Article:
With over 62 million pulls on the Docker Hub, Portainer is the most popular free and open-source management UI for Docker, with support for single hosts as well as Swarm clusters. Much like the Universal Control Plane (UCP) offered commercially by Docker, Portainer is a single dashboard for administrators to monitor and manage their containerized apps and services.
Portainer, written in Go and Node.js, is incredibly lightweight and has few dependencies besides Docker itself. It runs in a container of its own, either on the same node as your Docker host communicating via a socket, or connected to an external endpoint using TLS authentication.
The Universal Control Plane is designed to work out-of-the-box with Docker EE, but if you don’t have a subscription, you can get many of the same features by installing Portainer on your network. One of the features on Portainer’s roadmap is adding support for Docker-Compose, which UCP already supports. But in many ways, Portainer is working towards feature parity with UCP, such as by adding LDAP authentication support in version 1.14.0.
Below we have summarized the most significant features added to Portainer this year, between versions 1.12.0 to 1.14.0. For a full release log, you can visit Portainer’s Github page.
Multi-User Management and Teams (1.12.0)
In earlier versions, Portainer only supported a single admin login with superuser access to all the resources managed. The arrival of Multi-User Management and Teams will make it much easier to more granularly control which containers each user can manage, in addition to creating and revoking logins as needed.
Native SSL Support (1.13.0)
By default, Portainer listens on port 9000 in plain HTTP. For production use, it used to be necessary to set up a reverse proxy on HTTPS so that any communication between the client and the dashboard would be encrypted. Now with native SSL support, setting up Portainer with a self or CA signed certificate is simple as the following Docker command:
docker run -p 443:9000 -v ~/local-certs:/certs portainer/portainer --ssl --sslcert /certs/portainer.crt --sslkey /certs/portainer.key
HTTP API Documentation (1.14.0)
With the release of version 1.14.0, Portainer has published documentation for its HTTP API, which should be a godsend for developers who are looking to GET and POST data relating to user roles, resource permissions, registries and app templates among other settings from their own applications. For example if you needed to create a dashboard that automatically provisions a containerized app on your Docker host and/or Swarm, you could build upon Portainer’s user management model and pass queries to the Docker HTTP API through the Portainer API.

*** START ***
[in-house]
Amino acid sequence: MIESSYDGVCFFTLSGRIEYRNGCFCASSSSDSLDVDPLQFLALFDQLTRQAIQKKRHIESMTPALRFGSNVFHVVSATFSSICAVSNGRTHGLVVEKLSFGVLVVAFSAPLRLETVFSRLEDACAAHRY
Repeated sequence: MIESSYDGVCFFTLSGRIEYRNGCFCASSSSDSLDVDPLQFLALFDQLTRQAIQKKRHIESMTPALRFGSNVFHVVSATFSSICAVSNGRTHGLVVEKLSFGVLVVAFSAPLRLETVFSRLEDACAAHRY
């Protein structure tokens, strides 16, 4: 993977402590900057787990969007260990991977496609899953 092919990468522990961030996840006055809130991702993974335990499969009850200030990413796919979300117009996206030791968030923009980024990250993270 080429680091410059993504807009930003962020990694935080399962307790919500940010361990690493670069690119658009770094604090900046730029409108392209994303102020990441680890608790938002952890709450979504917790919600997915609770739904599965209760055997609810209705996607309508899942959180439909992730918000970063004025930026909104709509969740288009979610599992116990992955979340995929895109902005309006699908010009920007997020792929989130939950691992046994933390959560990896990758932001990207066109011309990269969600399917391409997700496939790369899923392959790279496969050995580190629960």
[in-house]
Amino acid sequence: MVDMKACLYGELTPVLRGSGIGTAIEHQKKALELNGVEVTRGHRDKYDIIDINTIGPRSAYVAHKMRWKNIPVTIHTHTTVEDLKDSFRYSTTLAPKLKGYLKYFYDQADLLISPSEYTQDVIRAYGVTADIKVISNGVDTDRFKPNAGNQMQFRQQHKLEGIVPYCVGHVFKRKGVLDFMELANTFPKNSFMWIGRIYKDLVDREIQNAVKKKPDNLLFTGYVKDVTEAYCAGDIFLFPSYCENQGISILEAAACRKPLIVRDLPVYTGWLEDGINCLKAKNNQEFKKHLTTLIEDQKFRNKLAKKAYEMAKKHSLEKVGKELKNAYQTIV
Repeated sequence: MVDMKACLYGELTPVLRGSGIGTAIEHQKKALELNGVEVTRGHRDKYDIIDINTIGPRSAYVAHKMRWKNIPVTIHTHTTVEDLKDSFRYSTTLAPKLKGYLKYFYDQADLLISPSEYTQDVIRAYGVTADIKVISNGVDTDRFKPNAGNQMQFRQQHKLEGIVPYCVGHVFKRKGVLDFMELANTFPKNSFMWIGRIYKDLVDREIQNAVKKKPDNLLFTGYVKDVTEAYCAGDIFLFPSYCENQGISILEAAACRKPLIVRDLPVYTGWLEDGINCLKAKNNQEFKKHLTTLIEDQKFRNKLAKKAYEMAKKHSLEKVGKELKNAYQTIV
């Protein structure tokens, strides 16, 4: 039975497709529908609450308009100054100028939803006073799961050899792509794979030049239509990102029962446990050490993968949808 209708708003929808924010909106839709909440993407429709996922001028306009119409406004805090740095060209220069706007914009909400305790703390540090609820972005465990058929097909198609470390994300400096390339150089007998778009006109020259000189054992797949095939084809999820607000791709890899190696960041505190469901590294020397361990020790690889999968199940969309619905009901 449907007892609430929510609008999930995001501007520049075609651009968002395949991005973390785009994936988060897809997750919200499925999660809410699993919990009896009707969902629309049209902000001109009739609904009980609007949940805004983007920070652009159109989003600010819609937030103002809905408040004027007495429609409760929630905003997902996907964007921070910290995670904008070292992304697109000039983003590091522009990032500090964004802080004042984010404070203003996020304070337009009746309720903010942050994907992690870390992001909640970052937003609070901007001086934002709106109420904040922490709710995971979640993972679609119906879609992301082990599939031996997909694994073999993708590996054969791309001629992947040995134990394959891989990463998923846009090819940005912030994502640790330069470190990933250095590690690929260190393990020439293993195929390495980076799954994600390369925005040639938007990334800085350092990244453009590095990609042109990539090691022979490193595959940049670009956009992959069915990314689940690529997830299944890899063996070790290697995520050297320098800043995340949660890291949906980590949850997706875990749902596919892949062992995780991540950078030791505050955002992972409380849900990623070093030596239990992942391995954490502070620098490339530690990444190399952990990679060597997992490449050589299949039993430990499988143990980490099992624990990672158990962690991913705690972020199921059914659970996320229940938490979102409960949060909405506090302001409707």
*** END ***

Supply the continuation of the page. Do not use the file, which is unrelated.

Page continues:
LinuxServer.io Templates (1.12.3)
Portainer supports app templates, which are a definition of group of containers that provide the services needed for an application. For example, the WordPress app template is a one-click way to launch a PHP web server container linked to a MySQL container from within Portainer.
LinuxServer.io is a well-known maintainer of Docker images for many popular open-source apps including Plex, Transmission, UniFi, LetsEncrypt, SyncThing and more for ARM and x86. The corresponding Dockerfiles are published on their GitHub repo.
By adding LinuxServer.io templates, Portainer makes using Docker apps accessible to even the hobbyist running containers on their NAS or home server.
Ability to Duplicate/Edit/Recreate Containers (1.14.0)
Don’t you wish you could edit the environment variables associated with a container after you create it, or duplicate containers if you need another instance of that microservice? Portainer 1.14.0 added this capability.
On the Container details page, you can edit the launch parameters, clone the container, or even delete and recreate it. In the Docker CLI, you had to docker commit a container to retain its state, and recreate it with the desired parameters. With the new Portainer release, this is taken care of behind the scenes for you.
Registry Management with Authentication (1.13.0)
Many enterprises who are seriously using Docker in production host their own registries for security reasons, instead of using a public registry such as the Docker Hub or Quay.io. Much like a yum or apt-get mirror, someone, perhaps a bad actor inside your organization, could introduce malicious code into an image on your container registry, compromising any systems that pull that image.
Hosting your own registry gives you a lot more control, such as requiring multiple digital signatures before code can be pushed to the repository, and also paves the way for deeper integration with your CI/CD systems.
With registry management and authentication support, Portainer now allows you to pull from a private registry, deploy and manage those containers like you would those pulled from a public registry.
Other Features of Interest
- Add support for Swarm secrets (1.13.2)
- Display mount point in volumes view (1.13.4)
- Add the ability to connect a container to multiple networks (1.13.4)
- Allow to filter and easily view dangling volume (1.13.5)
- Allow to filter and easily view unused images (1.13.5)
- Add the ability to inspect image layers (1.13.5)
To get the latest copy of Portainer, pull it from the Docker Hub or download the binaries from Github. If you’d like to learn how Portainer can accelerate your containerized apps strategy, contact one of our cloud architects today.